How To Use Empowerment And Accountability To Keep Employees Engaged

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There’s no end to the number of programs, initiatives, and other suggestions out there to keep employees interested and engaged. And yet, sometimes the best answer isn’t to add layers of complexity to a leadership strategy.

Managers who can master the art of purposeful empowerment and tactful accountability can infuse their staff with a new sense of life, focus, and purpose. Here are a few thoughts on how to let up on the reins in the workplace in the name of fostering effective employee engagement.

Engagement is difficult to maintain. Empowering your employees (and keeping them accountable) can … [+] address the issue with minimal complexity or effort.


Start with Crystal Clear Communication

Communication is one of the most harped-on aspects of good management. And yet, when asked, 44% of knowledge workers reported that their companies have no standards for communication in the workplace. Not surprisingly, a lack of communication can feed into a sense of disconnect and apathy. Conversely, leaders who establish clear lines of communication don’t just create a better workplace. They can also effectively empower their staff.

When trying to empower your workforce, start with standardized communication. In other words, don’t just have a quick meeting to “talk things through.” Communicate specific pieces of information to your staff.

One of the most obvious items that need thorough attention is team goals and objectives. A recent report released by McChrystal Group found that when a leader articulates not just what their team has to do but how that contributes to broader company objectives, it leads to 26% higher engagement from team members. The report also found that when leaders communicate actionable strategies to employees, it boosts engagement by a further 33%.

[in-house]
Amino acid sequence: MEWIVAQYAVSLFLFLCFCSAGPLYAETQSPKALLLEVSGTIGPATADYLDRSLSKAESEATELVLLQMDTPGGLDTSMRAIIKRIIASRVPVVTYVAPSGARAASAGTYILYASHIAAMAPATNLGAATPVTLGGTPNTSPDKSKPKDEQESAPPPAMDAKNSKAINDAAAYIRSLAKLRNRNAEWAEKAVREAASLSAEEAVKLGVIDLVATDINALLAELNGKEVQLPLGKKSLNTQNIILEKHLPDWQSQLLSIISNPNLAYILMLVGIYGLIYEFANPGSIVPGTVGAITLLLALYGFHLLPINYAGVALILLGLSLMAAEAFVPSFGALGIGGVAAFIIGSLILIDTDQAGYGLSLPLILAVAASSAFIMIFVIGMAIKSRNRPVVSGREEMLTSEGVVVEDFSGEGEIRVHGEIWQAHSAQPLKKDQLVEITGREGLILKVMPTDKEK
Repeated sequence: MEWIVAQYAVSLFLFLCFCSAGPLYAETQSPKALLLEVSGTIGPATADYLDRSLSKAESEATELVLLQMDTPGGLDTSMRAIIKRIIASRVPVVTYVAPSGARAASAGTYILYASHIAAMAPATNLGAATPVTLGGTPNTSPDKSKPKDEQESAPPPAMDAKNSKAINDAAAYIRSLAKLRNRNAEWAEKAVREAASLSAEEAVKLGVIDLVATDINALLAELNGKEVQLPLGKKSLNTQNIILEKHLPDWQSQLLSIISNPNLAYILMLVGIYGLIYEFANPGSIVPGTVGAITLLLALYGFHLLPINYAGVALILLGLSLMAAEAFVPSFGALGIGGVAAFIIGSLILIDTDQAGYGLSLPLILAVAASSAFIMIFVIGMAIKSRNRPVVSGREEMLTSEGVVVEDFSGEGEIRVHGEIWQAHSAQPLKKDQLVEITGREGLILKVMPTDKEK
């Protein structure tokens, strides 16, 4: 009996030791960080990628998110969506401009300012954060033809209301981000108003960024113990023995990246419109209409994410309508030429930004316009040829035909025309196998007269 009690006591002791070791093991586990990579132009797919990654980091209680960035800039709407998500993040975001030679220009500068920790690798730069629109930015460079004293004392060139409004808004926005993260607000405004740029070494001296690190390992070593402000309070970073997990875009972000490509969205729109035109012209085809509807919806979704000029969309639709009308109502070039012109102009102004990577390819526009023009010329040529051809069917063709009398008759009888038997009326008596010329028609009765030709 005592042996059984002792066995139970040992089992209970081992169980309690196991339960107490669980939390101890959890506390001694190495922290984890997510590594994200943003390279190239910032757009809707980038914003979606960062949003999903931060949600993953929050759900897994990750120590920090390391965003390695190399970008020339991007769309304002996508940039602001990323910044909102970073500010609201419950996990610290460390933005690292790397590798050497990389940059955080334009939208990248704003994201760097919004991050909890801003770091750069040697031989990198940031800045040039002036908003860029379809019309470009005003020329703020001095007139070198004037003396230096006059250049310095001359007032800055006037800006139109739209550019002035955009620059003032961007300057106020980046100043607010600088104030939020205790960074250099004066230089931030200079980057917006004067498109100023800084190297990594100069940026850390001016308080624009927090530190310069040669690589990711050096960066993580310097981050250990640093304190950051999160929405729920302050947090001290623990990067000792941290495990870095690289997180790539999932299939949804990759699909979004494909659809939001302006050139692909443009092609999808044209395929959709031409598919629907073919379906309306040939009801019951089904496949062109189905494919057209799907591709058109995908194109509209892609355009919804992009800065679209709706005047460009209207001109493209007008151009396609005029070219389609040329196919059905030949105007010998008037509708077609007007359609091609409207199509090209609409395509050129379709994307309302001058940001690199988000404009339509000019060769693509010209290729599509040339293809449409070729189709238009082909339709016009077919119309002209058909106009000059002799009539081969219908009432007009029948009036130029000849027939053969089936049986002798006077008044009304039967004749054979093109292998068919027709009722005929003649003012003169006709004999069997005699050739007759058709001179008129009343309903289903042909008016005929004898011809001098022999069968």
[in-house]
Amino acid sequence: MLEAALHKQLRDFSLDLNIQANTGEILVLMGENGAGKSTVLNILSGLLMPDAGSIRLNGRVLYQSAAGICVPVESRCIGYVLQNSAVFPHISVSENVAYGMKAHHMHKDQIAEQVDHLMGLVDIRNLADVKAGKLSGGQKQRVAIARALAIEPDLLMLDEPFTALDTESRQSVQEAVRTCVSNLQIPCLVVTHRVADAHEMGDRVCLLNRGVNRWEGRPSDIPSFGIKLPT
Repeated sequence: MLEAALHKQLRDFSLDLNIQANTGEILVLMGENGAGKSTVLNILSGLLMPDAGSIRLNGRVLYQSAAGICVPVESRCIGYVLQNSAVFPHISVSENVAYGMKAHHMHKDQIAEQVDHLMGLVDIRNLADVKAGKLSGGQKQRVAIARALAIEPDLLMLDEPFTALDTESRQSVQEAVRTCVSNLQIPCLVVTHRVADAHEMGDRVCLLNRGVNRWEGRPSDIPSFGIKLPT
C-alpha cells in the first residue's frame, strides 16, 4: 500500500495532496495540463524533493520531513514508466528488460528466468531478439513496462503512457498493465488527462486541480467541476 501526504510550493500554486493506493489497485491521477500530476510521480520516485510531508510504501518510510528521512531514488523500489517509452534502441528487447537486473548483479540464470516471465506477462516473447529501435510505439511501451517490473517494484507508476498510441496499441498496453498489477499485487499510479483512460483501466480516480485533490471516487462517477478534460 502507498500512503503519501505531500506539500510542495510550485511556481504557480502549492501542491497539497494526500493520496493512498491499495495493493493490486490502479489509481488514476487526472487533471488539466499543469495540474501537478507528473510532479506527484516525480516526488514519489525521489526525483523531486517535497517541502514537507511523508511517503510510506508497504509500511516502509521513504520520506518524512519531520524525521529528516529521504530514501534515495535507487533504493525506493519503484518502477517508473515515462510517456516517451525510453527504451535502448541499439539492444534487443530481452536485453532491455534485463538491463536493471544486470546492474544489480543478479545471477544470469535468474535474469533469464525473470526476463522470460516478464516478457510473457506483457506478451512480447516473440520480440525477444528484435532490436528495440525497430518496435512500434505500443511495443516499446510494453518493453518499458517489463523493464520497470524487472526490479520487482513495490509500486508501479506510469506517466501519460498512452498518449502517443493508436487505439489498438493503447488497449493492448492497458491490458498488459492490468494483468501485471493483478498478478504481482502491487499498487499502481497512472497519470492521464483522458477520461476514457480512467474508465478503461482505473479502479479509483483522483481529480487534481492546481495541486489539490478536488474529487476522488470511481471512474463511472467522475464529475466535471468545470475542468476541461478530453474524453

From broad-stroke elements to individual details, standardize your communication if you want to truly empower your employees.

Deliberately Delegate Responsibility

Communication is an essential first step. But you need to walk the walk as well as talk the talk. The ability to delegate well is as rare as it is important. How rare are we talking about here?

John Hunt famously painted a bleak picture of the state of delegation in the workplace. The London business school professor said that just 30% of managers self-identify as good delegators. To make matters worse, the staff members of those individuals consider just one-third of them to delegate well.

Empowering employees requires a deliberate and clear effort. You can do this by:

  • Defining each task and its objectives.
  • Finding the right person for that task.
  • Giving the individual clear instructions.
  • Providing any training or filling knowledge gaps to equip them to do the job well.
  • Following up and reviewing with the subordinate to ensure they’re meeting goals.

That last item isn’t just a step in the delegation process. Thoughtful accountability is also a central aspect of healthy empowerment — which is why we need to give it a little more attention.

Set Up Clear Standards of Accountability

Delegation only empowers someone if they are trusted with the responsibility of a task. If you hover over them, helicopter parent style, you aren’t delegating. You’re babysitting.

With that said, you also need to manage your team and ensure that you collectively reach your goals. Indeed suggests several ways to hold employees accountable without allowing micromanaging tendencies to creep into the picture.

For instance, along with setting clear goals (covered above), the recruitment site also suggests measuring quantifiable progress and providing consistent feedback. It’s also important to treat everyone equally, be firm, and own your own mistakes. By holding your employees accountable for their success and failure, you foster a sense of trust, camaraderie, and fulfillment.

From standardized communication to deliberate delegation to honest accountability, there are many ways to empower your staff. This has the important side effect of inviting them into your team’s activities and fostering a better sense of engagement — not through some trending program or initiative, but through a genuine sense of trust and interdependence on one another as a team of like-minded professionals working toward the same goals.

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